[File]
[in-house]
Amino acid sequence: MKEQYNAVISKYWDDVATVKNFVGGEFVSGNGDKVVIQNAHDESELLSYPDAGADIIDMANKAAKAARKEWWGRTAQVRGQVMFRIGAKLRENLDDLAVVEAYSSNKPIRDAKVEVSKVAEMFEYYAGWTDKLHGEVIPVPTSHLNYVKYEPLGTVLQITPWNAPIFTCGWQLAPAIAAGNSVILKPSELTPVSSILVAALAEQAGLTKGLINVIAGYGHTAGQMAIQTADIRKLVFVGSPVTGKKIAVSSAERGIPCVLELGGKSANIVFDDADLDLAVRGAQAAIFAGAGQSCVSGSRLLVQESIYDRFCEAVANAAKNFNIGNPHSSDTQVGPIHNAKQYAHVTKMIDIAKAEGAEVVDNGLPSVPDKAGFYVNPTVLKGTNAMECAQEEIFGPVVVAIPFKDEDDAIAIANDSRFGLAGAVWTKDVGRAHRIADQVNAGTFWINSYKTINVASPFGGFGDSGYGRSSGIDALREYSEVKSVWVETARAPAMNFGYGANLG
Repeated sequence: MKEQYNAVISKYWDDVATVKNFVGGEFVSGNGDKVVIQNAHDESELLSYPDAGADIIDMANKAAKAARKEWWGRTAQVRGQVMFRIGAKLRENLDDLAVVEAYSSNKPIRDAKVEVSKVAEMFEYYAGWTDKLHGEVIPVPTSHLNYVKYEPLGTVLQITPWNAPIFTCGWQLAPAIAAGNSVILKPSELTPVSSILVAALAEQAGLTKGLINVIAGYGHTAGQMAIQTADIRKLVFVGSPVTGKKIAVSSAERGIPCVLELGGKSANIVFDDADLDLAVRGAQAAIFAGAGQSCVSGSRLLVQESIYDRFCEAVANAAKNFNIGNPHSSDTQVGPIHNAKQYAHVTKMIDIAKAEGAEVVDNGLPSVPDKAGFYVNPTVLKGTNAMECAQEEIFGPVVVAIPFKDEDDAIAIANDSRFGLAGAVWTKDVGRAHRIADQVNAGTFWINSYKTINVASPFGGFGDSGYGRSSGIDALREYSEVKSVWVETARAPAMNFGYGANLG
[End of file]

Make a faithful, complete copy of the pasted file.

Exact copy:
[in-house]
Amino acid sequence: MKEQYNAVISKYWDDVATVKNFVGGEFVSGNGDKVVIQNAHDESELLSYPDAGADIIDMANKAAKAARKEWWGRTAQVRGQVMFRIGAKLRENLDDLAVVEAYSSNKPIRDAKVEVSKVAEMFEYYAGWTDKLHGEVIPVPTSHLNYVKYEPLGTVLQITPWNAPIFTCGWQLAPAIAAGNSVILKPSELTPVSSILVAALAEQAGLTKGLINVIAGYGHTAGQMAIQTADIRKLVFVGSPVTGKKIAVSSAERGIPCVLELGGKSANIVFDDADLDLAVRGAQAAIFAGAGQSCVSGSRLLVQESIYDRFCEAVANAAKNFNIGNPHSSDTQVGPIHNAKQYAHVTKMIDIAKAEGAEVVDNGLPSVPDKAGFYVNPTVLKGTNAMECAQEEIFGPVVVAIPFKDEDDAIAIANDSRFGLAGAVWTKDVGRAHRIADQVNAGTFWINSYKTINVASPFGGFGDSGYGRSSGIDALREYSEVKSVWVETARAPAMNFGYGANLG
Repeated sequence: MKEQYNAVISKYWDDVATVKNFVGGEFVSGNGDKVVIQNAHDESELLSYPDAGADIIDMANKAAKAARKEWWGRTAQVRGQVMFRIGAKLRENLDDLAVVEAYSSNKPIRDAKVEVSKVAEMFEYYAGWTDKLHGEVIPVPTSHLNYVKYEPLGTVLQITPWNAPIFTCGWQLAPAIAAGNSVILKPSELTPVSSILVAALAEQAGLTKGLINVIAGYGHTAGQMAIQTADIRKLVFVGSPVTGKKIAVSSAERGIPCVLELGGKSANIVFDDADLDLAVRGAQAAIFAGAGQSCVSGSRLLVQESIYDRFCEAVANAAKNFNIGNPHSSDTQVGPIHNAKQYAHVTKMIDIAKAEGAEVVDNGLPSVPDKAGFYVNPTVLKGTNAMECAQEEIFGPVVVAIPFKDEDDAIAIANDSRFGLAGAVWTKDVGRAHRIADQVNAGTFWINSYKTINVASPFGGFGDSGYGRSSGIDALREYSEVKSVWVETARAPAMNFGYGANLG